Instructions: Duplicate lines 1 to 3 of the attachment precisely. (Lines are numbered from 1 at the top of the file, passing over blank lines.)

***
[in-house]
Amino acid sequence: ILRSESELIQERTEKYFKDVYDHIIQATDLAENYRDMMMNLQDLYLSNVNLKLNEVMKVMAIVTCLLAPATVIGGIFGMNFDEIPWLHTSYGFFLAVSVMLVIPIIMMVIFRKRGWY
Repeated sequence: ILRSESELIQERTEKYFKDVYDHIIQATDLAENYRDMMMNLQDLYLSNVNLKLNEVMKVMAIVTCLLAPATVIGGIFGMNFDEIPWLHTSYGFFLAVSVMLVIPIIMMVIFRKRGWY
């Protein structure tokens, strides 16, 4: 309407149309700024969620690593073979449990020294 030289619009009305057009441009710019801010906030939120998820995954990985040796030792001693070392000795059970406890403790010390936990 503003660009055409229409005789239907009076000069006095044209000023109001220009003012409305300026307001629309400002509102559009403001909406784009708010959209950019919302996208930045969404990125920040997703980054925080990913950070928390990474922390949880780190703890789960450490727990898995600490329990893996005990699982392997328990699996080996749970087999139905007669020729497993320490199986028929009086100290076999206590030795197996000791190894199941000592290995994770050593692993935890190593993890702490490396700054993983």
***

[in-house]
Amino acid sequence: ILRSESELIQERTEKYFKDVYDHIIQATDLAENYRDMMMNLQDLYLSNVNLKLNEVMKVMAIVTCLLAPATVIGGIFGMNFDEIPWLHTSYGFFLAVSVMLVIPIIMMVIFRKRGWY
Repeated sequence: ILRSESELIQERTEKYFKDVYDHIIQATDLAENYRDMMMNLQDLYLSNVNLKLNEVMKVMAIVTCLLAPATVIGGIFGMNFDEIPWLHTSYGFFLAVSVMLVIPIIMMVIFRKRGWY